Operation 1 – Biliary and gastric bypass

The operation was shorter than anticipated lasting about 3 hours rather than the expected 5-6 hours needed to remove the tumour. Th duodenum and gall bladder as well as a valve in the stomach had all been removed. However the surgeon told me that the tumour was wrapped around the portal vein and therefore a resection at the head of the pancreas was not performed. It was deemed inoperable!

I think I was expected to be deflated by this news. I was not really dismayed. I was extremely relieved that the jaundice had gone and I knew that chemotherapy was to follow. I also strongly remembered the strength of mind and courage showed by 7 times Tour de France winner Lance Armstrong in his book (‘It’s not about the Bike’).

Downsizing the tumour after Operation 1

My extremely positive surgeon said there may be cause for hope in the form of an experimental treatment they were trying to shrink or downstage the tumour off the vein so that it would become operable. The treatment was to involve chemotherapy and chemo-radiotherapy.

The Oncologist from UCH came to see me while I was still in the hospital to explain to me the treatment he was recommending. Additionally, my level of general fitness, even after the surgery, was sufficiently high that the therapy was to begin almost immediately. And within about a week of surgery the Chemotherapy began. The Chemotherapy consisted of an 8 week course of Gemcitabine and Capecitabine. (Given in two cycles of 3 weeks followed by one week off for recovery). Given the inoperability of the tumour, I had a great feeling of elation each time I had the Capecitabine (3 times daily). At last, I thought I am fighting back.

There were some minor side effects of general debility which built up over the 8 week period. By the end of the two cycles the skin at the bottom of my feet was cracking particularly on the heel. There was surprisingly little other negative effect, I thought.

There was then a 2-3 week period of ‘settling’ after which an analysis of what had been achieved was carried out. A CT scan was conducted which showed the tumour had reduced in size to 60% of its original!

I decided to tell as many people as I could and I received a massive level of support and encouragement. I am greatly indebted to my friends from the Garden City Runners club and Tri-Force Triathlon club for encouraging me to set some new and challenging sporting goals and for recommending me to get support and information from Pancreatic Cancer UK. I decided that I would set a goal of completing a Triathlon during the season and a cross country run before the winter was over.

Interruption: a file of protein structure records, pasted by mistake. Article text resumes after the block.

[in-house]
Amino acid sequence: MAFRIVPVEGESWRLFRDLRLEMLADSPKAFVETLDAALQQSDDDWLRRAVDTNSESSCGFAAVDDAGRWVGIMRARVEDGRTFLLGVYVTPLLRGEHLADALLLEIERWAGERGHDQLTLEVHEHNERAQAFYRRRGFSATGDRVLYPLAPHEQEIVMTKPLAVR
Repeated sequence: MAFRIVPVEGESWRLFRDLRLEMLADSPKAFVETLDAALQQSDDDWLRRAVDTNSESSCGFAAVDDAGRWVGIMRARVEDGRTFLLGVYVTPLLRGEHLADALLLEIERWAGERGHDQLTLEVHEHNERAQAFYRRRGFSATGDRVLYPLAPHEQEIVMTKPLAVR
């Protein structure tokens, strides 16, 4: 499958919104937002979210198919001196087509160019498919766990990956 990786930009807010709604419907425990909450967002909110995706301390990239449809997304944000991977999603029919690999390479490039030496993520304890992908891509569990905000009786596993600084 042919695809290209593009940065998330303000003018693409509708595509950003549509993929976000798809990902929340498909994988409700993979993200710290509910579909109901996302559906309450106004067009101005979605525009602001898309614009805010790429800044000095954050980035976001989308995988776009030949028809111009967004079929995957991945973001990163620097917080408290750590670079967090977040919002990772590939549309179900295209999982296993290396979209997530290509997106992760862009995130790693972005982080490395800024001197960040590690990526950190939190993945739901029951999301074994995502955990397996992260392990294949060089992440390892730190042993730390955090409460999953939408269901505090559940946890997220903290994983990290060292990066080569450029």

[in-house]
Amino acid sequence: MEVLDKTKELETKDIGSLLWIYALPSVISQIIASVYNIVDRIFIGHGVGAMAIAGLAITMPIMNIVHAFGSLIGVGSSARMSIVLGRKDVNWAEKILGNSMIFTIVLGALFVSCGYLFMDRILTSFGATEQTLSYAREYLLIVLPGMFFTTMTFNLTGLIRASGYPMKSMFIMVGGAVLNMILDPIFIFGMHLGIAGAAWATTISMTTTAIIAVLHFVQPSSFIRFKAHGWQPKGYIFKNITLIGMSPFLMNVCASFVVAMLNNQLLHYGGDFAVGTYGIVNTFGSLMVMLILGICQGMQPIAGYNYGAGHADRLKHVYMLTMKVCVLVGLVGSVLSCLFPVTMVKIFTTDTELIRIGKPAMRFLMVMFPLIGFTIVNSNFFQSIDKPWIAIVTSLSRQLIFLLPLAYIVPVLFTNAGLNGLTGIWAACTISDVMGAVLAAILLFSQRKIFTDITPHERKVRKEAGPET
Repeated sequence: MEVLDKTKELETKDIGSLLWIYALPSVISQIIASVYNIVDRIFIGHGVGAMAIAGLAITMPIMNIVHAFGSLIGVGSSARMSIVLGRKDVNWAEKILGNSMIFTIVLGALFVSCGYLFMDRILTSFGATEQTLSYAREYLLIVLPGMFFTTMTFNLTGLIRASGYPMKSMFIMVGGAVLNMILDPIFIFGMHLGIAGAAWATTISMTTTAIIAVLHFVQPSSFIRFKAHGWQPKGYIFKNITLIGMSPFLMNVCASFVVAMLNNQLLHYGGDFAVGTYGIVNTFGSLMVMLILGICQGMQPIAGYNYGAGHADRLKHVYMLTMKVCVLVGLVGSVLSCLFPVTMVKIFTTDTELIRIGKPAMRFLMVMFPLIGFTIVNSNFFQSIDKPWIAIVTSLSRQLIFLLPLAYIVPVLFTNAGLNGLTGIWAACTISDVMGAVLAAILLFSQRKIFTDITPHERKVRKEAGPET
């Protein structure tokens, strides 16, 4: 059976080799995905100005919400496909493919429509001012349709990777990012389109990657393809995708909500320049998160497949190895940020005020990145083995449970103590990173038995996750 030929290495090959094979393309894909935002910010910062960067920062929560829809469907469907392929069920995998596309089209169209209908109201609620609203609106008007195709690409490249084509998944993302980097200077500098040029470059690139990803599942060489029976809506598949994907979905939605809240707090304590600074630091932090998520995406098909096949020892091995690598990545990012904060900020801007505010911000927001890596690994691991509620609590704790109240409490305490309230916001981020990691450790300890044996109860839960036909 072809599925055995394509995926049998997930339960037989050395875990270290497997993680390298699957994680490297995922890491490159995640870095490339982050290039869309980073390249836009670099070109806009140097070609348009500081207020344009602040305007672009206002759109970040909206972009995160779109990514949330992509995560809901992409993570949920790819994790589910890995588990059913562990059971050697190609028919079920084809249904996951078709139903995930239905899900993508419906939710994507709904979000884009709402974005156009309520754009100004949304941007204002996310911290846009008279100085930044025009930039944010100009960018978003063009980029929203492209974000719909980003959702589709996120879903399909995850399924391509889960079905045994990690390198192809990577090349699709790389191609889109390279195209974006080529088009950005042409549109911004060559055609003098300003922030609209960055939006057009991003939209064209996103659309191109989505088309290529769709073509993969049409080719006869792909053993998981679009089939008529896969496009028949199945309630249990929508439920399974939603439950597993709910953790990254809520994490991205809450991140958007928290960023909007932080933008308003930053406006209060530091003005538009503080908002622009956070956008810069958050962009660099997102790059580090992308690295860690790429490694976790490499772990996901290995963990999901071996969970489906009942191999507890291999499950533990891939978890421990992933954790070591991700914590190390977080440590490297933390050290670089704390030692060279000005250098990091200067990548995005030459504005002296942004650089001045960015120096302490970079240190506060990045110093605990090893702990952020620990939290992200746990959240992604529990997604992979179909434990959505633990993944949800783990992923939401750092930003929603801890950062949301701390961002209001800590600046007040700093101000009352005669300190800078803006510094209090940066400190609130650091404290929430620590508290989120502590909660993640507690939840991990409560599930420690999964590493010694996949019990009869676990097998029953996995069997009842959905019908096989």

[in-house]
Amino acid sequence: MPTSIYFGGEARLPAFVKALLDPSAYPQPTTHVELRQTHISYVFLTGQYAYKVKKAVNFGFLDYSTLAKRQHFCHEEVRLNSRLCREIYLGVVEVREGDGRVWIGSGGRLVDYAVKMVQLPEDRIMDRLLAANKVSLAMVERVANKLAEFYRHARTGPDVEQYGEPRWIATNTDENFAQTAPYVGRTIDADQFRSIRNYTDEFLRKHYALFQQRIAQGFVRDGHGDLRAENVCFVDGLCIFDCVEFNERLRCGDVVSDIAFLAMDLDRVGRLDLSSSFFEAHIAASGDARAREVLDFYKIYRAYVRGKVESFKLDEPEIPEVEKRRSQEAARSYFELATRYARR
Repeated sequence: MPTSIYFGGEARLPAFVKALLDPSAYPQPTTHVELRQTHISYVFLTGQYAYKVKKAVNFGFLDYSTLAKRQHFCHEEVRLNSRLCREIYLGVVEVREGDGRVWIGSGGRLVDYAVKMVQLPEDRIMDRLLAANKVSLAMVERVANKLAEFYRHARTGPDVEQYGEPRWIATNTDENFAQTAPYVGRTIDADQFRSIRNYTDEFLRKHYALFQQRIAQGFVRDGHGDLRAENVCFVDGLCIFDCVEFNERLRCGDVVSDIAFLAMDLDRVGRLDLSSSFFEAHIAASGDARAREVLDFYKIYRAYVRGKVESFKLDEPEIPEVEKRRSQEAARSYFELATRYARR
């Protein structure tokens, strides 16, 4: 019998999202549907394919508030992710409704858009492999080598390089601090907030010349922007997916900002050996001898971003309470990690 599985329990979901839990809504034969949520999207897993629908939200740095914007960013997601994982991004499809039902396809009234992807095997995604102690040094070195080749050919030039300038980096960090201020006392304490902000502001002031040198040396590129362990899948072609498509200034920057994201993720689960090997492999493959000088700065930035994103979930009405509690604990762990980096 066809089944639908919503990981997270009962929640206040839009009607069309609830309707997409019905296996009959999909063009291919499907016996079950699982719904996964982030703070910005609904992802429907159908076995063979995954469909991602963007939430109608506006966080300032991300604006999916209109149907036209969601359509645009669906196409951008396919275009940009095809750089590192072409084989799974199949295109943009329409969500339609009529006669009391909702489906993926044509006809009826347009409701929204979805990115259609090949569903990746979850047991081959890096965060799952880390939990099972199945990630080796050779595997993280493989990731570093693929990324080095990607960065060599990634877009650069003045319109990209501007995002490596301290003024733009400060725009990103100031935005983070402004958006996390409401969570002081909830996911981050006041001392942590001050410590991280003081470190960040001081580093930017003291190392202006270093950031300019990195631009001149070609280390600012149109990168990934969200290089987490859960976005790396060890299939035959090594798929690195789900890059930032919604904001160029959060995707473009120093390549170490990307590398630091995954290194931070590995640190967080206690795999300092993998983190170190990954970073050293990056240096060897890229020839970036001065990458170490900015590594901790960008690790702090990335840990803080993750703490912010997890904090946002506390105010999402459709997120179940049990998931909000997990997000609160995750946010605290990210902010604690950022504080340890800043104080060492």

I woke up each day thinking ‘right, here’s another day when it’s going to get zapped’. Every day I opened the window and shouted out ‘It’s another miracle. It’s another day’ something I had read Einstein used to do.

Chemo-radiotherapy treatment is (as I understand it) relatively common in the US and many other European countries though it is not so common in England. In my case the therapy was designed to help shrink the tumour further such that it could later be surgically removed. In principle, the therapy consists of radiation treatment while taking chemo drugs. I am indebted to Bupa for funding of this and other treatments related in this Case study.

The Radiotherapy was conducted at Mount Vernon by specialists. I was to have 28 days of irradiation treatment. This was spread over a period of about 6 weeks. It meant daily treatment except for the weekend so that the body (and the Radiologists) could recover somewhat. On the third day of each week I was to have an infusion of Gemcitabine fluid to enhance the radiation effectiveness as the drug would migrate to the diseased area and act as a ‘target’ for the irradiation dosage.

Again there was a general build-up of the feeling of debilitation over the period of the treatment. I began to lose all sense of taste and many of the foods that I had been enjoying became difficult for me to face. I became tired easily and spent more time resting and generally feeling unwell particularly towards the end of the treatment. However, I was able to withstand the treatment pretty well and the generally positive attitude of the Marie Curie Staff and Radiographers was a real tonic, to me and to the other patients.
At the conclusion of the combined Chemo and Radiation treatment, CT scans showed the tumour had been ‘flattened’ which I took to mean that it was no longer detectable as a ‘lump’. Me. I was over the moon with delight-to use a football parlance!

By the end of February, some 3 months from the first surgery, the wound had healed over. I started to do daily stints on my exercise bike as soon as I could in January and by early February I was running again, albeit rather tentatively, in Cross Country runs.

Operation 2: Whipple’s Operation